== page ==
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Home POLITICS House GOP Unveils Legislative Agenda Ahead of Midterm Elections: NPR

House GOP Unveils Legislative Agenda Ahead of Midterm Elections: NPR

House Minority Leader Kevin McCarthy appears alongside House Republican leaders at a June news conference at the US Capitol.

Saul Loeb/AFP via Getty Images

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Saul Loeb/AFP via Getty Images

House Minority Leader Kevin McCarthy appears alongside House Republican leaders at a June news conference at the US Capitol.

Saul Loeb/AFP via Getty Images

House Minority Leader Kevin McCarthy unveiled the legislative roadmap Republicans will follow if they win a majority in this year’s midterm elections.

the”Commitment to America” includes four broad pillars that focus on the economy, security, individual freedom, and government responsibility. Big on ideas (“expand manufacturing in the US”) but short on specific policies, the agenda is aligned with the tradition established in 1994 with Rep. Newt Gingrich’s “Contract with America,” where the minority party publishes its agenda priorities before Election Day.

Gingrich met privately with House Republicans on Capitol Hill today as lawmakers were briefed on the agenda ahead of its introduction.

House Republicans will then travel to suburban Pittsburgh on Friday for an event to promote the agenda when the 2022 campaign draws to a close in about seven weeks. While the GOP’s electoral strength in early 2022 has hardened in the polls in recent months, the party is still favored to win at least a narrow majority in November, and McCarthy is poised to become president if the party has success.

The agenda is the product of months of deliberations by rank-and-file Republicans.

Much of the agenda is based on traditional conservative orthodoxy (support for tax cuts and reductions in government spending), but it also weighs in on some diverse cultural issues. For example, Republicans are pledging to support legislation to ensure “only women can compete in women’s sports,” which would seek to ban trans women from playing on women’s sports teams. Republicans are also broadly committed to promoting federal legislation to restrict access to abortion with a promise to “protect the lives of unborn children and their mothers.” The agenda also notes opposition to any legislation to restrict gun rights, claiming to “safeguard” the Second Amendment.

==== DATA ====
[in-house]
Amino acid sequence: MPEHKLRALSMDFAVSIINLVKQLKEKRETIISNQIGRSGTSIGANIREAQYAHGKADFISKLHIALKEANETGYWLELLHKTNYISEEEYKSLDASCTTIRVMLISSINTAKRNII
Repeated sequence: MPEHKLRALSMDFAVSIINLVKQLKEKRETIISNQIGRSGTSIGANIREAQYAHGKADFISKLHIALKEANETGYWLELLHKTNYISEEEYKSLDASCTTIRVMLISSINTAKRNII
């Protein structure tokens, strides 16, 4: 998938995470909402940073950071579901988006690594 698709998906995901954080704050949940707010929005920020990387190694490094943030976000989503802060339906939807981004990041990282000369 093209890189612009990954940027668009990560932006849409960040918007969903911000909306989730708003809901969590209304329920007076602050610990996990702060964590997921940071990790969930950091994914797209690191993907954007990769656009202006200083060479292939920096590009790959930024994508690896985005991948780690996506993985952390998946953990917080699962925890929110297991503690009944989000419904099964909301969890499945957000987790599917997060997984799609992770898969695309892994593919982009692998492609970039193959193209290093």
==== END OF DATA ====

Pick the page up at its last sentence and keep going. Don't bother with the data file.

The legislative ambitions of House Republicans would be weakened by a divided government; Regardless of what happens to control of the Senate, President Biden is unlikely to support much or any of a partisan GOP agenda. But most would provide Republicans with oversight and investigative authority over the administration and plan to use it.

Republicans will “conduct rigorous oversight” and “hold the White House to account for its incompetence at home and abroad,” with plans to hold hearings on: the origins of the coronavirus pandemic, the withdrawal from Afghanistan by part of the United States, the Justice Department investigation into former President Donald Trump and the alleged illegal possession of classified documents on his Florida property.

Pelosi insists that the Democrats will maintain the majority

Henry Connelly, spokesman for House Speaker Nancy Pelosi, ridiculed engagement with the United States as “doubling down on an extreme MAGA agenda.” Pelosi has been optimistic that Democrats will defy historical trends and hang on to their majority. In particular, Democrats believe the Supreme Court’s decision to strike down the federal right of access to abortion will tilt competitive races in their favor. A pair of Democratic victories in House special elections in New York and Alaska have given the party cause for optimism that a “red wave” is not on the horizon.

“We fully intend to keep the house,” he told reporters last week, “and while there are some among you who believe my political instincts and the rest, I got us here twice for most, and I don’t intend to of [give it up].”

Republican leaders have also made it clear that they plan to run the House differently than Democrats have, in particular by promising to end the practice of remote proxy voting that was passed as an emergency measure in response to the pandemic.

“We have a lot of votes, big votes, where over 100 members of Congress didn’t even vote here in person, that will change with a Republican majority in the House,” GOP Minority Leader Steve Scalise, R-Los Angeles, told reporters. . week. Scalise intends to run for majority leader, a position that oversees the room’s schedule and operations, if Republicans win control.


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